But Eurozone economic weakness will be felt more in 2019, rates in Europe should remain at or around these levels, while equities have a good chance of trading a touch higher into year-end. There might be some volatility on headline risks coming from the Italian budget jousting, but not enough to derail the broader markets – just yet.

We are steering towards thinking the credit markets being slightly better bid into year end. The squeeze in spreads might just have started.

The market likes it, at least

Higher equities, a weaker dollar, US Treasuries a touch better and a feel-good tone rippled through the market. It’s helpful too that volatility declined (as measured by the VIX index).

The S&P added 1.65% in the session (at the time of writing and was up at 2,800 again), which represents a 5% recovery from the recent 2018 lows seen just 2 weeks ago! We closed out in Europe with the Dax up 0.8% and the FTSE up 1.1% – both a little off their intraday highs.

In rates, 10-year Gilts closed unchanged (yielding 1.53%), the US Treasury was yielding 3.19% (-2bp) and Bunds were actually slightly better bid to yield 0.45% (+1bp).

Credit in Europe just needs borrowers to like it. The window is open. The earnings season blackout period is no longer an impediment to getting a deal out. It’s tempting to think that confidence might be back, too – but we’ll need to see how events play out the rest of this week just to be sure.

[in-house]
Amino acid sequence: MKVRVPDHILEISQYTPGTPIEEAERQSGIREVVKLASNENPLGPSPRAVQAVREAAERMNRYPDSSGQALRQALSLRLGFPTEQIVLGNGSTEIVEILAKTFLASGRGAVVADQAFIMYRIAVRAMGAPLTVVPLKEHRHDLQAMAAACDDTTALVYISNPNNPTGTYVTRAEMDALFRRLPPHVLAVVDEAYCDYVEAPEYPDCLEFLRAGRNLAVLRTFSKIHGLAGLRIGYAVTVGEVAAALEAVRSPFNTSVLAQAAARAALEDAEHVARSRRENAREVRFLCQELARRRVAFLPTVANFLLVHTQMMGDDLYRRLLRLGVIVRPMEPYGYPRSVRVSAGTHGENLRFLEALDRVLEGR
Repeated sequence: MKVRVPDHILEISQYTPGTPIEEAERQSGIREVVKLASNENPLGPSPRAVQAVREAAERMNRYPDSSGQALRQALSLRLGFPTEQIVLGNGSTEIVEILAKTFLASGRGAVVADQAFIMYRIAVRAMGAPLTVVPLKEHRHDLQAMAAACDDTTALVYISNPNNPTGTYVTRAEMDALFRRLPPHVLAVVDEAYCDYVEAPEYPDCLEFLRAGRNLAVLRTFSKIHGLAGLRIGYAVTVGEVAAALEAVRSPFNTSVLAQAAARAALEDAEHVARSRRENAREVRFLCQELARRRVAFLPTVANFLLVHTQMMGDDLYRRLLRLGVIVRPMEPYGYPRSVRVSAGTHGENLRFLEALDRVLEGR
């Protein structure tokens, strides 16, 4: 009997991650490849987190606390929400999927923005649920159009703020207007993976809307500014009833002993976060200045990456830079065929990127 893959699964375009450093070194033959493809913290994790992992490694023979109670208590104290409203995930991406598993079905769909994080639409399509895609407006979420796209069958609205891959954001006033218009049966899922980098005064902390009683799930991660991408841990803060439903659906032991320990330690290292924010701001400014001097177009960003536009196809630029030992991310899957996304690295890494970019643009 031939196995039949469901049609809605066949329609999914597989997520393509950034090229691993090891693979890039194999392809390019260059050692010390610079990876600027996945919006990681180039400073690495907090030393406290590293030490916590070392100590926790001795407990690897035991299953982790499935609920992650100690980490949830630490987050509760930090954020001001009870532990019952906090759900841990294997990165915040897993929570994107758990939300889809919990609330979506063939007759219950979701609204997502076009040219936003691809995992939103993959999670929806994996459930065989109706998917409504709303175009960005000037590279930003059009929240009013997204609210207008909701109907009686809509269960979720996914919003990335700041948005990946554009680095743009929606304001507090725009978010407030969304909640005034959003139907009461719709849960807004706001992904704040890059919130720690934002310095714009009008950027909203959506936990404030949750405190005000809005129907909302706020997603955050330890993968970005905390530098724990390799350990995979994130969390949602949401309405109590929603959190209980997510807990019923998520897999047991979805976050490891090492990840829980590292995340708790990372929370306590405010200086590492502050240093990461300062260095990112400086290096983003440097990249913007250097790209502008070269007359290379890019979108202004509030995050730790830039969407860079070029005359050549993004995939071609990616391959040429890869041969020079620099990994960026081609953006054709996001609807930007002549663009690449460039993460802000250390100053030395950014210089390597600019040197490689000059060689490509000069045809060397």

Legal & General took £400m

There were deals in the session, with Turkey’s euro deal and Legal & General’s sterling transaction the picks of the bunch. The UK insurance giant took £400m in a Tier 2 (30NC10) priced at G+365bp which was 20bp inside the opening guidance and off an excellent £2.25bn book. Turkey printed €1.5bn in a long 7-year costing them 5.25% and garnering interest for over €4.5bn.

In the high yield corporate market,

As for the synthetic indices, protection costs went with the risk-on tone and was better offered (lower) as a result. That meant iTraxx Main managed some good tightening, closing at 67.2bp (-2.4bp) while the X-Over index moved 5.3bp lower to 280.3bp.

In cash, the mood was better as well but, as ever, activity was stifled by the poor liquidity in secondary. It helped generate a decent squeeze, though, and the IG iBoxx index managed to tighten by 1.7bp to B+141.4bp. Having hit a multi-year high of B+602bp almost two weeks ago, the CoCo index fell for an 8th consecutive business session, now at B+535bp.

In the high yield market, Intertrust Group BV became the first deal this month, as it priced €500m of 7NC3 notes at 3.375%. The better mood in the market helped prices move higher, and the iBoxx HY index spread 6bp lower at B+419bp.

Have a good day.

For the latest on corporate bonds from financial news sources, click here.

Suki Mann

A 30+ year veteran of the European corporate bond markets and in his role as Credit Strategist, Dr Mann has been ranked number one in the Euromoney Investor Survey eight times in ten years. Previously with Societe Generale and UBS, he now shares views of events in the corporate bond market exclusively here on CreditMarketDaily.com.